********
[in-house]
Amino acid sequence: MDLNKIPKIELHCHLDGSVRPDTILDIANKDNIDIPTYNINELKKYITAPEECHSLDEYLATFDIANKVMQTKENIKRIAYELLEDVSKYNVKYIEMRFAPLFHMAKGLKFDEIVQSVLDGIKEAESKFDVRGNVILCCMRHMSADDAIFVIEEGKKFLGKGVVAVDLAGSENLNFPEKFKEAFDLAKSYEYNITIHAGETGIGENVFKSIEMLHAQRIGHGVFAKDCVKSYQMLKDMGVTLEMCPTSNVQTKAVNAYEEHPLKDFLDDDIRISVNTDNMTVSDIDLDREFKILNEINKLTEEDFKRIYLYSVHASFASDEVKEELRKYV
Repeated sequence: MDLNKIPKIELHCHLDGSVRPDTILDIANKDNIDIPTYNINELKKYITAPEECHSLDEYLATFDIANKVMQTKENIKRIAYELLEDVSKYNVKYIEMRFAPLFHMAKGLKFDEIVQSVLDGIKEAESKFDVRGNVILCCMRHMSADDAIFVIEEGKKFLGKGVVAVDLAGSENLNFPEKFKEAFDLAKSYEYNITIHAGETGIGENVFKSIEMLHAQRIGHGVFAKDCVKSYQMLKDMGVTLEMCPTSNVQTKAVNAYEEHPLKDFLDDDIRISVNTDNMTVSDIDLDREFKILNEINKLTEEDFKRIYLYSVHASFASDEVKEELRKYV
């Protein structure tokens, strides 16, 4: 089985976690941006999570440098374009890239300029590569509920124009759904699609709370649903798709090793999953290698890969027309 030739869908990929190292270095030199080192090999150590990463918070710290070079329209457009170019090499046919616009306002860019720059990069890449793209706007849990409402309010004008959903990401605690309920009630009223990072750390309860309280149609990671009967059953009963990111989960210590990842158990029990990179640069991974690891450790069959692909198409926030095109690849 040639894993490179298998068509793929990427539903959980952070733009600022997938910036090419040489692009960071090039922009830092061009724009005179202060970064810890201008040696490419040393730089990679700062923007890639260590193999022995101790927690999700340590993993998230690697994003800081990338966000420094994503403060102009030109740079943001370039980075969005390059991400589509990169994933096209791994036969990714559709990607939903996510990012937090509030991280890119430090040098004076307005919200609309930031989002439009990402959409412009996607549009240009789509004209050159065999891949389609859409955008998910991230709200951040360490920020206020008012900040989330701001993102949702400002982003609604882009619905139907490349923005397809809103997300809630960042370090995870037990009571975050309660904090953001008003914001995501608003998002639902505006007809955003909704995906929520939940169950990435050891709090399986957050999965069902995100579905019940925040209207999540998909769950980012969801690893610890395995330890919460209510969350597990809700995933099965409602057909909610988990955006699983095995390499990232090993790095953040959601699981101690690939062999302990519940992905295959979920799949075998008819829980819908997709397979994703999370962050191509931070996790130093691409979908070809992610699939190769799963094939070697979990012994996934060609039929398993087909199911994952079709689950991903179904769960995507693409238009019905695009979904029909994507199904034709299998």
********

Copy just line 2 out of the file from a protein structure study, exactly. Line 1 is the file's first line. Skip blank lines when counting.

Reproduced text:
Amino acid sequence: MDLNKIPKIELHCHLDGSVRPDTILDIANKDNIDIPTYNINELKKYITAPEECHSLDEYLATFDIANKVMQTKENIKRIAYELLEDVSKYNVKYIEMRFAPLFHMAKGLKFDEIVQSVLDGIKEAESKFDVRGNVILCCMRHMSADDAIFVIEEGKKFLGKGVVAVDLAGSENLNFPEKFKEAFDLAKSYEYNITIHAGETGIGENVFKSIEMLHAQRIGHGVFAKDCVKSYQMLKDMGVTLEMCPTSNVQTKAVNAYEEHPLKDFLDDDIRISVNTDNMTVSDIDLDREFKILNEINKLTEEDFKRIYLYSVHASFASDEVKEELRKYV